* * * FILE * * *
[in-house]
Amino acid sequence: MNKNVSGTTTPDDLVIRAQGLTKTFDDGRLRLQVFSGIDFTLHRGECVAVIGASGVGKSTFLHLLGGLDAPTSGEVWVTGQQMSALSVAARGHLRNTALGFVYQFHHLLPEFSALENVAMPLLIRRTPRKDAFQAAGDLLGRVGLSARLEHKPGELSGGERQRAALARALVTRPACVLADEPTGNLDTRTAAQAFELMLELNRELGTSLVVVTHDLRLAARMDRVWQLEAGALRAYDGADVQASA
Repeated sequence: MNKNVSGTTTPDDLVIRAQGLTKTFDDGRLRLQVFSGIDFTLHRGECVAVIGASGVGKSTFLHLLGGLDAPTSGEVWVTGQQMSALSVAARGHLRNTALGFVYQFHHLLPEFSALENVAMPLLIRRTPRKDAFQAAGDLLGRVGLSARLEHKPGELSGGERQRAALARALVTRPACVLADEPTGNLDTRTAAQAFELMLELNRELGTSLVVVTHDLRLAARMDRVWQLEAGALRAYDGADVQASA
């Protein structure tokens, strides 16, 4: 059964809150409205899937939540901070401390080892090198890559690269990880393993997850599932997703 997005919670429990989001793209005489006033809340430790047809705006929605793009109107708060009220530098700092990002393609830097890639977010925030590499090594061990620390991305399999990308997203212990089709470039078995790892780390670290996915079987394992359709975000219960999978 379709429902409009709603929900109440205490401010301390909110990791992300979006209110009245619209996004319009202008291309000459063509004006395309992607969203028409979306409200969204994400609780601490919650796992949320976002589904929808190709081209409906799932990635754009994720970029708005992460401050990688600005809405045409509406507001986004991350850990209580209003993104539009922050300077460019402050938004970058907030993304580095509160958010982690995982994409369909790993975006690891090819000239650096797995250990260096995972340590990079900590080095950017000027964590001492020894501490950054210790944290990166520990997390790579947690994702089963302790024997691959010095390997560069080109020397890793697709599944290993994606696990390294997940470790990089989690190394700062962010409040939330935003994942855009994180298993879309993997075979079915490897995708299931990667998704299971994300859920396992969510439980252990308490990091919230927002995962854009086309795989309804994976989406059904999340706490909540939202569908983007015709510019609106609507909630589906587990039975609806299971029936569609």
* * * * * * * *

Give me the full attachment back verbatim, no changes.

[in-house]
Amino acid sequence: MNKNVSGTTTPDDLVIRAQGLTKTFDDGRLRLQVFSGIDFTLHRGECVAVIGASGVGKSTFLHLLGGLDAPTSGEVWVTGQQMSALSVAARGHLRNTALGFVYQFHHLLPEFSALENVAMPLLIRRTPRKDAFQAAGDLLGRVGLSARLEHKPGELSGGERQRAALARALVTRPACVLADEPTGNLDTRTAAQAFELMLELNRELGTSLVVVTHDLRLAARMDRVWQLEAGALRAYDGADVQASA
Repeated sequence: MNKNVSGTTTPDDLVIRAQGLTKTFDDGRLRLQVFSGIDFTLHRGECVAVIGASGVGKSTFLHLLGGLDAPTSGEVWVTGQQMSALSVAARGHLRNTALGFVYQFHHLLPEFSALENVAMPLLIRRTPRKDAFQAAGDLLGRVGLSARLEHKPGELSGGERQRAALARALVTRPACVLADEPTGNLDTRTAAQAFELMLELNRELGTSLVVVTHDLRLAARMDRVWQLEAGALRAYDGADVQASA
């Protein structure tokens, strides 16, 4: 059964809150409205899937939540901070401390080892090198890559690269990880393993997850599932997703 997005919670429990989001793209005489006033809340430790047809705006929605793009109107708060009220530098700092990002393609830097890639977010925030590499090594061990620390991305399999990308997203212990089709470039078995790892780390670290996915079987394992359709975000219960999978 379709429902409009709603929900109440205490401010301390909110990791992300979006209110009245619209996004319009202008291309000459063509004006395309992607969203028409979306409200969204994400609780601490919650796992949320976002589904929808190709081209409906799932990635754009994720970029708005992460401050990688600005809405045409509406507001986004991350850990209580209003993104539009922050300077460019402050938004970058907030993304580095509160958010982690995982994409369909790993975006690891090819000239650096797995250990260096995972340590990079900590080095950017000027964590001492020894501490950054210790944290990166520990997390790579947690994702089963302790024997691959010095390997560069080109020397890793697709599944290993994606696990390294997940470790990089989690190394700062962010409040939330935003994942855009994180298993879309993997075979079915490897995708299931990667998704299971994300859920396992969510439980252990308490990091919230927002995962854009086309795989309804994976989406059904999340706490909540939202569908983007015709510019609106609507909630589906587990039975609806299971029936569609």